I spend a lot of time talking about new kids on the block in the Fort Worth drinking scene. Mostly that’s because Steve Steward already expertly covered the local stalwarts over the numerous years he wrote this column, and it seems pointless to retread ground. But as I write this, I’m celebrating the 13th anniversary of my move to Texas, so pardon me if I feel like waxing a bit nostalgic today.
I can already hear some people grousing that living here this long does not make me a Texan and I agree. But Lyle Lovett once sang, “That’s right, you’re not from Texas / Texas wants you anyway,” which is a polite way to translate “Suck it, you’re stuck with me” in Chicagoan. Fort Worth got under my skin, and I endured years of commuting to uptown Dallas for work so I could live in this city.
Unlike many who move here, I didn’t end up with a group of fellow Tex-pat buddies gravitating to hot spots with that new bar smell. Instead, my friends were locals who took me to places like J&J’s Hideaway, the Black Dog Tavern, Yupp’s, University Pub, and the Keys Lounge for my nightlife education. On Saturday night, I found myself back at the Keys currently in its 38th year of business, a shocking feat in industry longevity. It’s apropos that the Keys is primarily a blues joint, as our group gathered to celebrate the life of a dear friend who passed recently and listen to his favorite Beatles cover band, Me & My Monkey.
Some things had not changed since my first visit back in 2004. It was still in a strip mall that houses a Mexican restaurant, beauty parlor, and the broadly named Church of God, where I’d like to believe all deities are worshipped, including the American Gods and some obscure Nordic ones as well. Great talent continues to pack the calendar, and the lounge lacks the pretensions of newer, slicker venues around town.
But a lot about the Keys has changed since my first visit, back when I was wide-eyed and homesick for a dive that played the blues like back home in Chicago. Mostly, the dive-y blues bar is bigger and no longer a windowless box of smoke. In 2009, the back wall of the building was blown out to create additional seating and listening space. This past weekend, the bar was packed, but the dance floor remained available for its intended purpose, instead of cramming patrons like sardines in a can.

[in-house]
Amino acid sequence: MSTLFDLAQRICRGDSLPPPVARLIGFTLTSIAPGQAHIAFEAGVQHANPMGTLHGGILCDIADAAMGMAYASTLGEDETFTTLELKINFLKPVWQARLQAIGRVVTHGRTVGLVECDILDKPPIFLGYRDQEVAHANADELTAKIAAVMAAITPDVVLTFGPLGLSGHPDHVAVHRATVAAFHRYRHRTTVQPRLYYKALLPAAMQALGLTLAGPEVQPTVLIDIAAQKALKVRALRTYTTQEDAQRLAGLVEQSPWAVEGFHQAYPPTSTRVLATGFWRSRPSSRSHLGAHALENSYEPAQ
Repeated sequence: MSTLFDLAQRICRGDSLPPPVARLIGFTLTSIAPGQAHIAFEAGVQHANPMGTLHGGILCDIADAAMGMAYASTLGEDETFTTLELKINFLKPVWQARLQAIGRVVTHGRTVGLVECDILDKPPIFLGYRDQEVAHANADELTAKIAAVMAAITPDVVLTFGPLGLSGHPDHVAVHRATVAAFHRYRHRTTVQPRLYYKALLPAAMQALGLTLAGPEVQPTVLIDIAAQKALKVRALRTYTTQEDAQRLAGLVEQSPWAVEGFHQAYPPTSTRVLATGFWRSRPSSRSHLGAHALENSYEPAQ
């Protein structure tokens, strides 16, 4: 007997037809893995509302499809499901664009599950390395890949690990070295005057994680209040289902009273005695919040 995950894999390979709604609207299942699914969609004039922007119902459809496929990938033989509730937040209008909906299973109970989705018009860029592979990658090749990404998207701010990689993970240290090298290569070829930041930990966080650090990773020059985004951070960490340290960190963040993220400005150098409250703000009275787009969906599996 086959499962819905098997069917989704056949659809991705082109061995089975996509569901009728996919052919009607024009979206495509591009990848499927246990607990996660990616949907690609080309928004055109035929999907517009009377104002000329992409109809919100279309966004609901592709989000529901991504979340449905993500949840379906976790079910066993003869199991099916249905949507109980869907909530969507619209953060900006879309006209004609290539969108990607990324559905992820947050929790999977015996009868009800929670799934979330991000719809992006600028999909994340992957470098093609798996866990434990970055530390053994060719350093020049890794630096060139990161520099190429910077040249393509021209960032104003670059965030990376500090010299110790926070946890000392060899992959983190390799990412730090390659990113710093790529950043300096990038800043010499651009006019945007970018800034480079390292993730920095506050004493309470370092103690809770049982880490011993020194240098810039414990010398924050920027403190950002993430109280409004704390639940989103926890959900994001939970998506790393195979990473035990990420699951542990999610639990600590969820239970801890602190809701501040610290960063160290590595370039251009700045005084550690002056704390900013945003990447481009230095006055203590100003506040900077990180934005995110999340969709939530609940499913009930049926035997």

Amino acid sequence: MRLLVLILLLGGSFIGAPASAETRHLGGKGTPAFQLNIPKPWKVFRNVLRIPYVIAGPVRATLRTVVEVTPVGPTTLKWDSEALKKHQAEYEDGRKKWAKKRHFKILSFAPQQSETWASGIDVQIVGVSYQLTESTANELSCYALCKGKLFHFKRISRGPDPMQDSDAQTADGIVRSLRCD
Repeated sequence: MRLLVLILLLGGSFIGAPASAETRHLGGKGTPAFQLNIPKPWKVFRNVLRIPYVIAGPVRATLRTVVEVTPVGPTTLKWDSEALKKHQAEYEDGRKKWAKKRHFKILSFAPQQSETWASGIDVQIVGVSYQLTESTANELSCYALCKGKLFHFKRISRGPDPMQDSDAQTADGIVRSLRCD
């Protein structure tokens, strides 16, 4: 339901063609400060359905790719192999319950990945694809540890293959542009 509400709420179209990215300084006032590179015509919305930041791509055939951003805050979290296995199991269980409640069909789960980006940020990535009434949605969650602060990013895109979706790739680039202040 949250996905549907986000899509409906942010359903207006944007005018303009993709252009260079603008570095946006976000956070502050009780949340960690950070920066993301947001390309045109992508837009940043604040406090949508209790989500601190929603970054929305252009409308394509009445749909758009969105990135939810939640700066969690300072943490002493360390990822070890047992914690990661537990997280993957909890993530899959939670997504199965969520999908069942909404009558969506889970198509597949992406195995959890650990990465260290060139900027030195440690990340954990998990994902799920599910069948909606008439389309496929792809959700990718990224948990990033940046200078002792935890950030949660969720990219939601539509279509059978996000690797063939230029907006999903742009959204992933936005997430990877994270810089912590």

A few years ago, owner Danny Ross listened to musicians who requested a nonsmoking environment for shows and made it a permanent situation. Gone are the days where you came home carrying a part of the Keys that lingered in every pore and fiber of your being, including a hacking cough à la Camels. Couple that with early show times of 9pm, and there’s no excuse to not head straight over there after dinner for a nightcap and some live music. The Keys Lounge is open only Wed-Sun nights, with Thursday reserved as jam night. Luckily, the sound guy isn’t so deaf that every act gets turned up to 11 to compensate, and you can actually converse with your crew and leave without a migraine.
I live in Southwest Fort Worth now, buried in the W-streets, so having a nonsmoking bastion of the live music scene a mile from my doorstep is aces. Besides, as the sign inside says, “You must be weird, or you wouldn’t be here.” So they are cool with my kind of people, no matter when we set up stakes on Fort Worth soil.
5677 Westcreek Dr, Ste H. 817-292-8627.